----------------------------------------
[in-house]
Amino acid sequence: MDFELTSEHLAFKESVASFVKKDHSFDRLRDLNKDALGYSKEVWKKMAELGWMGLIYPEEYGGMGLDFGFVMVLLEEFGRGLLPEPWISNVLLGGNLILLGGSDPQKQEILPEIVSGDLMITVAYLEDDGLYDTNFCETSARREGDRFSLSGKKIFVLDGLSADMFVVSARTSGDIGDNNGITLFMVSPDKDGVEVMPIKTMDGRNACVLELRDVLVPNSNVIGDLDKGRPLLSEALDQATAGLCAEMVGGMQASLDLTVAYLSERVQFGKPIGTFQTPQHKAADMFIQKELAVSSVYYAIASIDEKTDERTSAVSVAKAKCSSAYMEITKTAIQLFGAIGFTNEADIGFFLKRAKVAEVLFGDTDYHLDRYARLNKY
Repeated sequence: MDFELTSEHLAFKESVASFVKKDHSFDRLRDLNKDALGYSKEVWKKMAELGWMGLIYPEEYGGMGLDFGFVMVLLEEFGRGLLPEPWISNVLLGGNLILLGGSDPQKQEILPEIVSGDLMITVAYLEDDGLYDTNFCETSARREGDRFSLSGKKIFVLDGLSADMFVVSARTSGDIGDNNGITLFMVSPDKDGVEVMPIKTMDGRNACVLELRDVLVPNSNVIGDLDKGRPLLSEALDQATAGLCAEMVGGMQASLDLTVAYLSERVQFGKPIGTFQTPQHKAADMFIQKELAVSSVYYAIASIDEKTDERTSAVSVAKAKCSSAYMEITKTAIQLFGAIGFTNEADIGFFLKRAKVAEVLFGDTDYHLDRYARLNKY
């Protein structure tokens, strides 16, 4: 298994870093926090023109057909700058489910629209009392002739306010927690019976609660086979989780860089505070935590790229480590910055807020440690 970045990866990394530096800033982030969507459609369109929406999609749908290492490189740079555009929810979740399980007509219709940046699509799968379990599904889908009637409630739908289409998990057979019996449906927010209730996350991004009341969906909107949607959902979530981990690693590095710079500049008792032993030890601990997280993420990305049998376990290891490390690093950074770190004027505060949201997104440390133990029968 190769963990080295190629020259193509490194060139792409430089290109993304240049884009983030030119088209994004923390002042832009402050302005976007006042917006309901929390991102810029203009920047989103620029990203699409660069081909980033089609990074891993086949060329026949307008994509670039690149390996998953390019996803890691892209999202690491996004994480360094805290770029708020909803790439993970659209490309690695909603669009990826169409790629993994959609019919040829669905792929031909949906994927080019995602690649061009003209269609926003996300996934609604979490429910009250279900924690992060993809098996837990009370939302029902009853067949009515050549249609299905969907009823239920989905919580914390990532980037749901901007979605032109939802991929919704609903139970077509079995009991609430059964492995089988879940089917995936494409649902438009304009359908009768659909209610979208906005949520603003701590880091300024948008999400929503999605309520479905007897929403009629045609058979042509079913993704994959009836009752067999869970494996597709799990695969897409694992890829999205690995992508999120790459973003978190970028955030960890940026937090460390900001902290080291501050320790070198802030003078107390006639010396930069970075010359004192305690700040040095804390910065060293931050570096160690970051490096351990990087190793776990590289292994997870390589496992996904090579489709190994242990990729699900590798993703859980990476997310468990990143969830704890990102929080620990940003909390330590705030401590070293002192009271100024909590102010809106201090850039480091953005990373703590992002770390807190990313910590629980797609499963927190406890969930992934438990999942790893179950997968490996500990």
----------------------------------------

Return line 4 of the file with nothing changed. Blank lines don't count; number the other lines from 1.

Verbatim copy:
């Protein structure tokens, strides 16, 4: 298994870093926090023109057909700058489910629209009392002739306010927690019976609660086979989780860089505070935590790229480590910055807020440690 970045990866990394530096800033982030969507459609369109929406999609749908290492490189740079555009929810979740399980007509219709940046699509799968379990599904889908009637409630739908289409998990057979019996449906927010209730996350991004009341969906909107949607959902979530981990690693590095710079500049008792032993030890601990997280993420990305049998376990290891490390690093950074770190004027505060949201997104440390133990029968 190769963990080295190629020259193509490194060139792409430089290109993304240049884009983030030119088209994004923390002042832009402050302005976007006042917006309901929390991102810029203009920047989103620029990203699409660069081909980033089609990074891993086949060329026949307008994509670039690149390996998953390019996803890691892209999202690491996004994480360094805290770029708020909803790439993970659209490309690695909603669009990826169409790629993994959609019919040829669905792929031909949906994927080019995602690649061009003209269609926003996300996934609604979490429910009250279900924690992060993809098996837990009370939302029902009853067949009515050549249609299905969907009823239920989905919580914390990532980037749901901007979605032109939802991929919704609903139970077509079995009991609430059964492995089988879940089917995936494409649902438009304009359908009768659909209610979208906005949520603003701590880091300024948008999400929503999605309520479905007897929403009629045609058979042509079913993704994959009836009752067999869970494996597709799990695969897409694992890829999205690995992508999120790459973003978190970028955030960890940026937090460390900001902290080291501050320790070198802030003078107390006639010396930069970075010359004192305690700040040095804390910065060293931050570096160690970051490096351990990087190793776990590289292994997870390589496992996904090579489709190994242990990729699900590798993703859980990476997310468990990143969830704890990102929080620990940003909390330590705030401590070293002192009271100024909590102010809106201090850039480091953005990373703590992002770390807190990313910590629980797609499963927190406890969930992934438990999942790893179950997968490996500990």